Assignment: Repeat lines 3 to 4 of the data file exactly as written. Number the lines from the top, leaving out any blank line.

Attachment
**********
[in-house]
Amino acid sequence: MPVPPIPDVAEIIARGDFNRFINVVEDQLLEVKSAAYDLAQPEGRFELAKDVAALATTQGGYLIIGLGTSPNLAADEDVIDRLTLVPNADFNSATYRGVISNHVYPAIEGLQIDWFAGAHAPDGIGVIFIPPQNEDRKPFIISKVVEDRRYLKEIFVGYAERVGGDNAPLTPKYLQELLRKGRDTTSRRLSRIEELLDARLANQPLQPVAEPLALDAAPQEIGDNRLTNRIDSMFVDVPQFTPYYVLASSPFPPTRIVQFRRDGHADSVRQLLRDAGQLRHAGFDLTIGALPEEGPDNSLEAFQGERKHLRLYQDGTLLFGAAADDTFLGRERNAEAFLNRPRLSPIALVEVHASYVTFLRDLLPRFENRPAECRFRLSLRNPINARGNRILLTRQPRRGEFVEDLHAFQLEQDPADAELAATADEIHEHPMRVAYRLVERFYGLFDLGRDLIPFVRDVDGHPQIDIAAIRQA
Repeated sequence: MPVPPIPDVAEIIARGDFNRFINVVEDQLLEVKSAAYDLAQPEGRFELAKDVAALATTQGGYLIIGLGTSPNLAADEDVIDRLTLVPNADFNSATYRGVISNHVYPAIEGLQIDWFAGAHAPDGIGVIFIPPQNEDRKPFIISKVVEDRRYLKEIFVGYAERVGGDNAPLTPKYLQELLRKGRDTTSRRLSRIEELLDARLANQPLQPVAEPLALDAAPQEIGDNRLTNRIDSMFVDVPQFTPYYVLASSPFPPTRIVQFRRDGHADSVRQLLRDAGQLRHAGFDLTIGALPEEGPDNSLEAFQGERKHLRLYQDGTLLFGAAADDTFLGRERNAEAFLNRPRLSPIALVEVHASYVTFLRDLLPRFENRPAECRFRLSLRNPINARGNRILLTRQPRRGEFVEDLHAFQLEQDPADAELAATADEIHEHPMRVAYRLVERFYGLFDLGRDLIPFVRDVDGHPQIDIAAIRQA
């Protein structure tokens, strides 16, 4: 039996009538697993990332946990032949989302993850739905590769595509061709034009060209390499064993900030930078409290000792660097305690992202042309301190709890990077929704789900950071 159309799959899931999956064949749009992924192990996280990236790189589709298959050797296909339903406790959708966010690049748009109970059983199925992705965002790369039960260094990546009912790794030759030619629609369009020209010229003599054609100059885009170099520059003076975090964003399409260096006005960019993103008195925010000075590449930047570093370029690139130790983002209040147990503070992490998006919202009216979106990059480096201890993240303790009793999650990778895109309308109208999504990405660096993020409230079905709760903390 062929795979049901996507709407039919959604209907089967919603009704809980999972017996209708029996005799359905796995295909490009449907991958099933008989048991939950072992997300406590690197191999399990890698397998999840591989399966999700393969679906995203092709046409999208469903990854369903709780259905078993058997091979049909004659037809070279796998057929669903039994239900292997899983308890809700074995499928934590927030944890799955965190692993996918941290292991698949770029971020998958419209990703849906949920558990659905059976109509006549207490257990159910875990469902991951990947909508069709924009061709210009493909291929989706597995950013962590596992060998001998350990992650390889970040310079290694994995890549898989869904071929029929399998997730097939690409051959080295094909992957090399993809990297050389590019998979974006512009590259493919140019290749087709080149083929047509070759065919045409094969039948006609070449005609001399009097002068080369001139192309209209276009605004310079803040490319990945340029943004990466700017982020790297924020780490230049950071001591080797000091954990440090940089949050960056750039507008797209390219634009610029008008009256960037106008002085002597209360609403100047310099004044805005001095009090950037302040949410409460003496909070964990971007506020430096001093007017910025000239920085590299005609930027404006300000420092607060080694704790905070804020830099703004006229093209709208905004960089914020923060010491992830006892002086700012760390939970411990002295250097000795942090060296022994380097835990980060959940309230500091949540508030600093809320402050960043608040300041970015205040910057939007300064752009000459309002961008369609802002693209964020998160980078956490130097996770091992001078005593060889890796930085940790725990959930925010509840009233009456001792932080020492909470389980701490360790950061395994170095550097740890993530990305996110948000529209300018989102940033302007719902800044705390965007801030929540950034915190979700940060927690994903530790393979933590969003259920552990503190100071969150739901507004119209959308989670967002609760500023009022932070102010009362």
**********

Repeated sequence: MPVPPIPDVAEIIARGDFNRFINVVEDQLLEVKSAAYDLAQPEGRFELAKDVAALATTQGGYLIIGLGTSPNLAADEDVIDRLTLVPNADFNSATYRGVISNHVYPAIEGLQIDWFAGAHAPDGIGVIFIPPQNEDRKPFIISKVVEDRRYLKEIFVGYAERVGGDNAPLTPKYLQELLRKGRDTTSRRLSRIEELLDARLANQPLQPVAEPLALDAAPQEIGDNRLTNRIDSMFVDVPQFTPYYVLASSPFPPTRIVQFRRDGHADSVRQLLRDAGQLRHAGFDLTIGALPEEGPDNSLEAFQGERKHLRLYQDGTLLFGAAADDTFLGRERNAEAFLNRPRLSPIALVEVHASYVTFLRDLLPRFENRPAECRFRLSLRNPINARGNRILLTRQPRRGEFVEDLHAFQLEQDPADAELAATADEIHEHPMRVAYRLVERFYGLFDLGRDLIPFVRDVDGHPQIDIAAIRQA
């Protein structure tokens, strides 16, 4: 039996009538697993990332946990032949989302993850739905590769595509061709034009060209390499064993900030930078409290000792660097305690992202042309301190709890990077929704789900950071 159309799959899931999956064949749009992924192990996280990236790189589709298959050797296909339903406790959708966010690049748009109970059983199925992705965002790369039960260094990546009912790794030759030619629609369009020209010229003599054609100059885009170099520059003076975090964003399409260096006005960019993103008195925010000075590449930047570093370029690139130790983002209040147990503070992490998006919202009216979106990059480096201890993240303790009793999650990778895109309308109208999504990405660096993020409230079905709760903390 062929795979049901996507709407039919959604209907089967919603009704809980999972017996209708029996005799359905796995295909490009449907991958099933008989048991939950072992997300406590690197191999399990890698397998999840591989399966999700393969679906995203092709046409999208469903990854369903709780259905078993058997091979049909004659037809070279796998057929669903039994239900292997899983308890809700074995499928934590927030944890799955965190692993996918941290292991698949770029971020998958419209990703849906949920558990659905059976109509006549207490257990159910875990469902991951990947909508069709924009061709210009493909291929989706597995950013962590596992060998001998350990992650390889970040310079290694994995890549898989869904071929029929399998997730097939690409051959080295094909992957090399993809990297050389590019998979974006512009590259493919140019290749087709080149083929047509070759065919045409094969039948006609070449005609001399009097002068080369001139192309209209276009605004310079803040490319990945340029943004990466700017982020790297924020780490230049950071001591080797000091954990440090940089949050960056750039507008797209390219634009610029008008009256960037106008002085002597209360609403100047310099004044805005001095009090950037302040949410409460003496909070964990971007506020430096001093007017910025000239920085590299005609930027404006300000420092607060080694704790905070804020830099703004006229093209709208905004960089914020923060010491992830006892002086700012760390939970411990002295250097000795942090060296022994380097835990980060959940309230500091949540508030600093809320402050960043608040300041970015205040910057939007300064752009000459309002961008369609802002693209964020998160980078956490130097996770091992001078005593060889890796930085940790725990959930925010509840009233009456001792932080020492909470389980701490360790950061395994170095550097740890993530990305996110948000529209300018989102940033302007719902800044705390965007801030929540950034915190979700940060927690994903530790393979933590969003259920552990503190100071969150739901507004119209959308989670967002609760500023009022932070102010009362």